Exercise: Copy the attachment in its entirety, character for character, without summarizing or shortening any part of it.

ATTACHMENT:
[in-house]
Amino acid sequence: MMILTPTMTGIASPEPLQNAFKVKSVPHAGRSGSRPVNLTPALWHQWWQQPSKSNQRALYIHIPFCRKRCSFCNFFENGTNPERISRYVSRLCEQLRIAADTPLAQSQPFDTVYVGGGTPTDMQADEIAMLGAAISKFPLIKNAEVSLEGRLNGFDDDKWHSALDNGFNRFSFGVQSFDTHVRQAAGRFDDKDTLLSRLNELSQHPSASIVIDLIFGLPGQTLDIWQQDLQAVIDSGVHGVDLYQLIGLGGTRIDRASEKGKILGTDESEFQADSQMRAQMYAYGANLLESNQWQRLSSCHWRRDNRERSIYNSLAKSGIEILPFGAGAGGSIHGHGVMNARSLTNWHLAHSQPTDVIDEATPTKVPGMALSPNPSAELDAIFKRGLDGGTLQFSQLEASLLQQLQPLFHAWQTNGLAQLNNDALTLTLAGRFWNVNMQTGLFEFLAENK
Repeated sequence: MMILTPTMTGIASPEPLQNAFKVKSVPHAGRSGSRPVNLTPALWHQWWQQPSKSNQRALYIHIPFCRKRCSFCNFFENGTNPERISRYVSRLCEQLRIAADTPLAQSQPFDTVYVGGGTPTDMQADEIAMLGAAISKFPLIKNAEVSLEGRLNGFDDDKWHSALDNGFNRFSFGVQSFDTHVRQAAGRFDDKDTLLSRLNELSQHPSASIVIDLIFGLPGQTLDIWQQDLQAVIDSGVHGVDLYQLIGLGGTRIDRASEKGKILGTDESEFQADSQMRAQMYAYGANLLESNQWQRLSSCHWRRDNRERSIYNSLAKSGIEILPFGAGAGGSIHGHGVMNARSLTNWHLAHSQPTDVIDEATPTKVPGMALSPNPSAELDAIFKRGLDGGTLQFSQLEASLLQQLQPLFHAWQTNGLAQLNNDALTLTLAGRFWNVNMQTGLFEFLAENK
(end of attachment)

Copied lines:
[in-house]
Amino acid sequence: MMILTPTMTGIASPEPLQNAFKVKSVPHAGRSGSRPVNLTPALWHQWWQQPSKSNQRALYIHIPFCRKRCSFCNFFENGTNPERISRYVSRLCEQLRIAADTPLAQSQPFDTVYVGGGTPTDMQADEIAMLGAAISKFPLIKNAEVSLEGRLNGFDDDKWHSALDNGFNRFSFGVQSFDTHVRQAAGRFDDKDTLLSRLNELSQHPSASIVIDLIFGLPGQTLDIWQQDLQAVIDSGVHGVDLYQLIGLGGTRIDRASEKGKILGTDESEFQADSQMRAQMYAYGANLLESNQWQRLSSCHWRRDNRERSIYNSLAKSGIEILPFGAGAGGSIHGHGVMNARSLTNWHLAHSQPTDVIDEATPTKVPGMALSPNPSAELDAIFKRGLDGGTLQFSQLEASLLQQLQPLFHAWQTNGLAQLNNDALTLTLAGRFWNVNMQTGLFEFLAENK
Repeated sequence: MMILTPTMTGIASPEPLQNAFKVKSVPHAGRSGSRPVNLTPALWHQWWQQPSKSNQRALYIHIPFCRKRCSFCNFFENGTNPERISRYVSRLCEQLRIAADTPLAQSQPFDTVYVGGGTPTDMQADEIAMLGAAISKFPLIKNAEVSLEGRLNGFDDDKWHSALDNGFNRFSFGVQSFDTHVRQAAGRFDDKDTLLSRLNELSQHPSASIVIDLIFGLPGQTLDIWQQDLQAVIDSGVHGVDLYQLIGLGGTRIDRASEKGKILGTDESEFQADSQMRAQMYAYGANLLESNQWQRLSSCHWRRDNRERSIYNSLAKSGIEILPFGAGAGGSIHGHGVMNARSLTNWHLAHSQPTDVIDEATPTKVPGMALSPNPSAELDAIFKRGLDGGTLQFSQLEASLLQQLQPLFHAWQTNGLAQLNNDALTLTLAGRFWNVNMQTGLFEFLAENK